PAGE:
“I was so pleased to get a preview copy of Sexual Dynamics in the Circle: Magic, Man & Woman to read; a good, proper book on sex magic is long overdue and this one is seriously refreshing. Melusine Draco’s approach is very down to earth and, at the same time, fully with spirit. Gone are the crazy, titillating, salacious styles of far too many other books on the subject, Draco shows you and explains what actually happens and helps you understand this for yourself. In Sexual Dynamics in the Circle, we learn about working with the two principles of the universe that we know, here on Earth, as gender, female and male, the duality that is all creation from forming stars on down. And we’re able to get away from extreme feminism too, always a good thing; the powers of goddess and god are twined and combined, they don’t battle for supremacy. If you want to learn more about how the genders combine to work magic this is the book to read.”   Elen Sentier : Shaman and author

A Book-Worm’s Eye View

Writing about witchcraft is easy.  Finding the right theme isn’t.  Any fool can pass themselves off as a witch but finding an informative and entertaining approach for a new book is a whole different cauldron of knowledge.  Personally, I feel there should be a magical purpose behind any book on Craft – otherwise it’s all been said before – and usually better …

Traditional Witchcraft for Fields & Hedgerows had to come since the series needed a month-by-month witch’s calendar and it was difficult to find material that hadn’t been regurgitated in countless other titles about the witches’ year.  For this book I settled for a ‘treasury’ format – a monthly potpourri of country-lore, superstitions, hearth magic, recipes, weather-lore, tree-lore, Circle-working and spell-casting – all part of the witch’s or the countryman’s craft.  Being a born and bred countrywoman much of what I write has its roots in rural living and is part of that rapidly disappearing world that has kept the practice of rural witchcraft alive long after its application vanished from daily living.  Hopefully the book acts as a guide to some of the traditional parts of our witch culture including some of the lesser known customs.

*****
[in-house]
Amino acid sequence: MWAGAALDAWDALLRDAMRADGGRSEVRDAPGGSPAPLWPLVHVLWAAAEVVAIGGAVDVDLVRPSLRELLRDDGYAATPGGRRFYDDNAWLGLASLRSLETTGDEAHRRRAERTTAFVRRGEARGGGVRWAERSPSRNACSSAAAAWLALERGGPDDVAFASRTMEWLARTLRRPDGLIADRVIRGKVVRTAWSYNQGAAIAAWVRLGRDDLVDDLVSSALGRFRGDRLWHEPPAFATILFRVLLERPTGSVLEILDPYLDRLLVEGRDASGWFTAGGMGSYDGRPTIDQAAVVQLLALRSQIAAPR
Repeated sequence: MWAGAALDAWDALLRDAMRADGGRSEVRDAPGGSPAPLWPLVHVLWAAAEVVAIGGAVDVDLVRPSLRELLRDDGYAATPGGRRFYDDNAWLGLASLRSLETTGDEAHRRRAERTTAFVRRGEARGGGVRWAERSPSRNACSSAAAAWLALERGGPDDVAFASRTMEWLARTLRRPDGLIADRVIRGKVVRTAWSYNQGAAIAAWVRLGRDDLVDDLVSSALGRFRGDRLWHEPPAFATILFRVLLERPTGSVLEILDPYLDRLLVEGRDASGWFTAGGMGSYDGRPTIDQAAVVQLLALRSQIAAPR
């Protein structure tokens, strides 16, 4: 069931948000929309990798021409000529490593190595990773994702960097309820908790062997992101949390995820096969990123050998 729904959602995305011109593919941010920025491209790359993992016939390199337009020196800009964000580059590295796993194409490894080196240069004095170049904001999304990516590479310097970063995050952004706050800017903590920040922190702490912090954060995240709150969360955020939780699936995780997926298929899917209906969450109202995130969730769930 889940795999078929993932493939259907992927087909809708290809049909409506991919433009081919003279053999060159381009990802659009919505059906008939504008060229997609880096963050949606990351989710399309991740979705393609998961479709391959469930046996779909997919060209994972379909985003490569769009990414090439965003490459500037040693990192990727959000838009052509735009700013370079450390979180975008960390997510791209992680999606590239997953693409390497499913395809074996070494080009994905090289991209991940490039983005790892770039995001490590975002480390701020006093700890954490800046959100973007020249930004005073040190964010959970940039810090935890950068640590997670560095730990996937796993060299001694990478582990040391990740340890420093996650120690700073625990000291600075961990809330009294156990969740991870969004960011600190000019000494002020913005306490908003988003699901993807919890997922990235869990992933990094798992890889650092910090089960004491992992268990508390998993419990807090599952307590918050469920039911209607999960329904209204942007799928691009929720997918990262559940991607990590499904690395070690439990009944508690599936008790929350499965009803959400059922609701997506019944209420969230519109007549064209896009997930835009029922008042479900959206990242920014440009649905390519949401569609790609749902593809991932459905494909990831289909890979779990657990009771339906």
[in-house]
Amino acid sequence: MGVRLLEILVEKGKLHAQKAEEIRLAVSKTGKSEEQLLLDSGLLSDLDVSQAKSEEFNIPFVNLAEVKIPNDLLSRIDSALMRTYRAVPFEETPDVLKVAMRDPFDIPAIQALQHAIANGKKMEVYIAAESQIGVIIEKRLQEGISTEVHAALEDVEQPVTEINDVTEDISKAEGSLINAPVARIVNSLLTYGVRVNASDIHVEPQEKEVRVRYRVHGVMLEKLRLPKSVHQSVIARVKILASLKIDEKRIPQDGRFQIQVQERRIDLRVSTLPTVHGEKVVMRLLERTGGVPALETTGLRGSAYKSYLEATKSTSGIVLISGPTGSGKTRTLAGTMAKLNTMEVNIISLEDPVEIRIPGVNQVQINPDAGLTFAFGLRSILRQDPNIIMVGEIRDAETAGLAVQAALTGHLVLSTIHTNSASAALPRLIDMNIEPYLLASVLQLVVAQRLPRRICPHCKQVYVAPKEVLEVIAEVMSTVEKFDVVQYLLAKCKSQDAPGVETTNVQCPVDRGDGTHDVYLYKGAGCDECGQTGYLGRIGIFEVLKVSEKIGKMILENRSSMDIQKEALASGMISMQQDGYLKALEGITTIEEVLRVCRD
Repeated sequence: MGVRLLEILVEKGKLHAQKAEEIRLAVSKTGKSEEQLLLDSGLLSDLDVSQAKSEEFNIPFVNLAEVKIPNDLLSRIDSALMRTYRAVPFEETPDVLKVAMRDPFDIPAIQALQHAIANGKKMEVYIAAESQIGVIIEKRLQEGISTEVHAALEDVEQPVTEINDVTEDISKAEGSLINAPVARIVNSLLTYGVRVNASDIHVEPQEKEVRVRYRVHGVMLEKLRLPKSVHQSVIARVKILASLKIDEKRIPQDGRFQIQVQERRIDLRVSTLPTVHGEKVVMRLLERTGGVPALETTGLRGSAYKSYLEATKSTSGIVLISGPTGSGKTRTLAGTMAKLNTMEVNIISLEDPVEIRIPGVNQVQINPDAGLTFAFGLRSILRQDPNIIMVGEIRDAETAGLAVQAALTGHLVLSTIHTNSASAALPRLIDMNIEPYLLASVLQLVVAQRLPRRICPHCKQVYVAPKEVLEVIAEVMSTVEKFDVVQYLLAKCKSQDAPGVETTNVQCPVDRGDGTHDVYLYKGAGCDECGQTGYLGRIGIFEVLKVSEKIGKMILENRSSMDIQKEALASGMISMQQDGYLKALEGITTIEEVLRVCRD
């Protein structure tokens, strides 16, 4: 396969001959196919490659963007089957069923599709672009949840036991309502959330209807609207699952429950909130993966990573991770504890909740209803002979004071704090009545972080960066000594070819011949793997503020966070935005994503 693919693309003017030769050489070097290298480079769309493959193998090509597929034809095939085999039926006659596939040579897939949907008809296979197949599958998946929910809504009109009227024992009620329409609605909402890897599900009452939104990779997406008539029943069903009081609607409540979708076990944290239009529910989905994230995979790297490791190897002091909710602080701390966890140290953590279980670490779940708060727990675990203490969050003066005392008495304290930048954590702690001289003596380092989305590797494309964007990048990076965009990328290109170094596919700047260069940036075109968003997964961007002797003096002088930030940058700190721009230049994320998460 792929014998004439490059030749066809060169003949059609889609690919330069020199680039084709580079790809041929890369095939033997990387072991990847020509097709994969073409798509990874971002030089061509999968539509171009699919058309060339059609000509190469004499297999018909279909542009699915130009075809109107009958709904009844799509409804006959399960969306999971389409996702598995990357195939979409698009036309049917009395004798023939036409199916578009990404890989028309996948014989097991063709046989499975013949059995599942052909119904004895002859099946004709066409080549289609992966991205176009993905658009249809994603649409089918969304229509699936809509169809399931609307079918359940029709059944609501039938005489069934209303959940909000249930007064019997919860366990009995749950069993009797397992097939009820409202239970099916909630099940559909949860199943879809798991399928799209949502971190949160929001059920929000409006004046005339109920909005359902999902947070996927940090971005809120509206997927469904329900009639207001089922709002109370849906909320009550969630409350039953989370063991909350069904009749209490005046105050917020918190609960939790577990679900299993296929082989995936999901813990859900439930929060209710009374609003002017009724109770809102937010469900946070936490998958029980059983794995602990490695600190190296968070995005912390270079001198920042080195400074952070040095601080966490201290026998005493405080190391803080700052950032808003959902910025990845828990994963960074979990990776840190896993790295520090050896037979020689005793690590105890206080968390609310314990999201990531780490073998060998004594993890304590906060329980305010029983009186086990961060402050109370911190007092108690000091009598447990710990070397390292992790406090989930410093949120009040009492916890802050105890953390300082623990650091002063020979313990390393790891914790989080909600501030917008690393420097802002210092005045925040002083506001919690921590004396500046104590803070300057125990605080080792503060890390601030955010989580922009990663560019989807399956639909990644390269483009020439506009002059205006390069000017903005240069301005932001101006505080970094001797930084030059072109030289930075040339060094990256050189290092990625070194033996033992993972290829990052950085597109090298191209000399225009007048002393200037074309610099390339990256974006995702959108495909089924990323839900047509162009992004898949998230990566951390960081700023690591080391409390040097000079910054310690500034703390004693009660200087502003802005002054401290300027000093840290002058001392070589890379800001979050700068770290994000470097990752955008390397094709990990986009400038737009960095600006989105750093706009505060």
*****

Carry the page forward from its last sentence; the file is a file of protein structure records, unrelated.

The problem we encounter with this kind of writing, of course, is that the modern pagan community is often at odds with the ‘hunting, shooting, fishing’ – not to mention the ‘red in tooth and claw’ – aspects of country living.  I was once accused of advocating ‘black magic’ in quoting from the English Huswife of 1615 that advised those infected with the plague to try applying hot bricks to the feet and, if this didn’t work, ‘a live pidgeon cut in two parts’.  This was a cure tried on Catherine of Braganza and recorded by Samuel Pepys in his diary on the 19th October 1667 that ‘pigeons were put to her feet’. Actually, pigeons were a surprisingly common ‘ingredient’ in the medicine of the time and were even recommended for various conditions in the official pharmacopoeia (catalogue) of sanctioned remedies.  Again, it was a case of a misreading of the text but it still makes me wonder how a common 17th-century folk-medicine practice can be misinterpreted as a 21st-century ‘black magic’ rite – unless it’s deliberately misunderstood!

The first in the series to reach best-selling status was Traditional Witchcraft for Woods & Forests: A Witch’s Guide to the woodland with guided meditations and pathworking …  This book needed a different approach and so Hunter’s Wood came into being. Hunter’s Wood does not exist in the ‘real’ world — or rather, different parts of it exist in different locations. Neither is the practice of Wood-Craft restricted to any particular witchcraft or pagan tradition since a wooded landscape is pertinent to every creed and culture since ancient times.

For the purpose of visualisation, meditation and pathworking, however, I decided to use natural broad-leafed woodland, since the fauna and flora of the forest have always played an important role in traditional witchcraft. Many of the ingredients for a witch’s spells and charms come from woodland plants and trees, while the fauna offers unique opportunities for divination and augury. Hunter’s Wood can be recreated on the inner planes by using magical techniques, so that even those witches living in urban surroundings can take to the woodland paths whenever they choose … and perhaps come to understand more about traditional wood-Craft and country ways.

Tradition Witchcraft for Fields & Hedgerows and Traditional Witchcraft for Woods & Forests by Melusine Draco are published by Moon Books in paperback and e-book format. http://www.moon-books.net

Nearly two decades in print … and still as popular!

Root & Branch: British Magical Tree Lore was always a best-seller as far as the old ignotus press was concerned, even finding favour with the Forestry Commission and the National Trust.  The compilation was a labour of love and even more so when a revised and expanded edition was re-released in 2016 …